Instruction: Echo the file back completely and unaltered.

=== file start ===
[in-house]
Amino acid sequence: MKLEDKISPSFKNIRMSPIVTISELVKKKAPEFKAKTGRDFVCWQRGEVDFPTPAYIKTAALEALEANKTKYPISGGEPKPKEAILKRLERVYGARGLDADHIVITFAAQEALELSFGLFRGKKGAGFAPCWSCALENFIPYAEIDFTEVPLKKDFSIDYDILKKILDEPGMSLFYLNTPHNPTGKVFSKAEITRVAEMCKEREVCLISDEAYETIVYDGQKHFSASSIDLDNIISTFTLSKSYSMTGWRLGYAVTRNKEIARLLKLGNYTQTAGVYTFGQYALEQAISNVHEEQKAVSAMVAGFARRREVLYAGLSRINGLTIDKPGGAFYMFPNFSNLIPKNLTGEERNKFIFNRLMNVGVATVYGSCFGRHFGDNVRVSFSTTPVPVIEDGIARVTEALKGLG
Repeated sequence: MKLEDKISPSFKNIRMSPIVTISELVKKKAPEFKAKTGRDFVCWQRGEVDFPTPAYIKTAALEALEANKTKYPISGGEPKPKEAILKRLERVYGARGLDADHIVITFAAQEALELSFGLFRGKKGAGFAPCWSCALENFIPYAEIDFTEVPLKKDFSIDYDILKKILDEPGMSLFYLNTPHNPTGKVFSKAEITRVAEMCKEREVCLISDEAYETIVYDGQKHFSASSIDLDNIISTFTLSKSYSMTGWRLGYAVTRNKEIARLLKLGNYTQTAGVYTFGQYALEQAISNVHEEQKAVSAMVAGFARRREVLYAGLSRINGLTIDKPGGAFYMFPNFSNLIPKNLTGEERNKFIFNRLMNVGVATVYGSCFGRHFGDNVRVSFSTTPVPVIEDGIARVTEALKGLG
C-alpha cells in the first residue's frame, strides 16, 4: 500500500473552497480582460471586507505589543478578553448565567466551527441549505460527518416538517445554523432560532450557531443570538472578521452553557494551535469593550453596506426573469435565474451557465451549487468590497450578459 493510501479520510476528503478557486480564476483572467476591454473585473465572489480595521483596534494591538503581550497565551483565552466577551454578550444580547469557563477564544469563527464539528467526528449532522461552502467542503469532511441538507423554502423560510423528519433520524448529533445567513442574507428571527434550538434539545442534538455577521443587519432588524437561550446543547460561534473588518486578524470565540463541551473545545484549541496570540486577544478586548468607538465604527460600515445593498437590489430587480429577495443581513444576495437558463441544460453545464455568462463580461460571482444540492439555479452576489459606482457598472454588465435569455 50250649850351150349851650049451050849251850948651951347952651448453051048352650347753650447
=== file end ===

[in-house]
Amino acid sequence: MKLEDKISPSFKNIRMSPIVTISELVKKKAPEFKAKTGRDFVCWQRGEVDFPTPAYIKTAALEALEANKTKYPISGGEPKPKEAILKRLERVYGARGLDADHIVITFAAQEALELSFGLFRGKKGAGFAPCWSCALENFIPYAEIDFTEVPLKKDFSIDYDILKKILDEPGMSLFYLNTPHNPTGKVFSKAEITRVAEMCKEREVCLISDEAYETIVYDGQKHFSASSIDLDNIISTFTLSKSYSMTGWRLGYAVTRNKEIARLLKLGNYTQTAGVYTFGQYALEQAISNVHEEQKAVSAMVAGFARRREVLYAGLSRINGLTIDKPGGAFYMFPNFSNLIPKNLTGEERNKFIFNRLMNVGVATVYGSCFGRHFGDNVRVSFSTTPVPVIEDGIARVTEALKGLG
Repeated sequence: MKLEDKISPSFKNIRMSPIVTISELVKKKAPEFKAKTGRDFVCWQRGEVDFPTPAYIKTAALEALEANKTKYPISGGEPKPKEAILKRLERVYGARGLDADHIVITFAAQEALELSFGLFRGKKGAGFAPCWSCALENFIPYAEIDFTEVPLKKDFSIDYDILKKILDEPGMSLFYLNTPHNPTGKVFSKAEITRVAEMCKEREVCLISDEAYETIVYDGQKHFSASSIDLDNIISTFTLSKSYSMTGWRLGYAVTRNKEIARLLKLGNYTQTAGVYTFGQYALEQAISNVHEEQKAVSAMVAGFARRREVLYAGLSRINGLTIDKPGGAFYMFPNFSNLIPKNLTGEERNKFIFNRLMNVGVATVYGSCFGRHFGDNVRVSFSTTPVPVIEDGIARVTEALKGLG
C-alpha cells in the first residue's frame, strides 16, 4: 500500500473552497480582460471586507505589543478578553448565567466551527441549505460527518416538517445554523432560532450557531443570538472578521452553557494551535469593550453596506426573469435565474451557465451549487468590497450578459 493510501479520510476528503478557486480564476483572467476591454473585473465572489480595521483596534494591538503581550497565551483565552466577551454578550444580547469557563477564544469563527464539528467526528449532522461552502467542503469532511441538507423554502423560510423528519433520524448529533445567513442574507428571527434550538434539545442534538455577521443587519432588524437561550446543547460561534473588518486578524470565540463541551473545545484549541496570540486577544478586548468607538465604527460600515445593498437590489430587480429577495443581513444576495437558463441544460453545464455568462463580461460571482444540492439555479452576489459606482457598472454588465435569455 50250649850351150349851650049451050849251850948651951347952651448453051048352650347753650447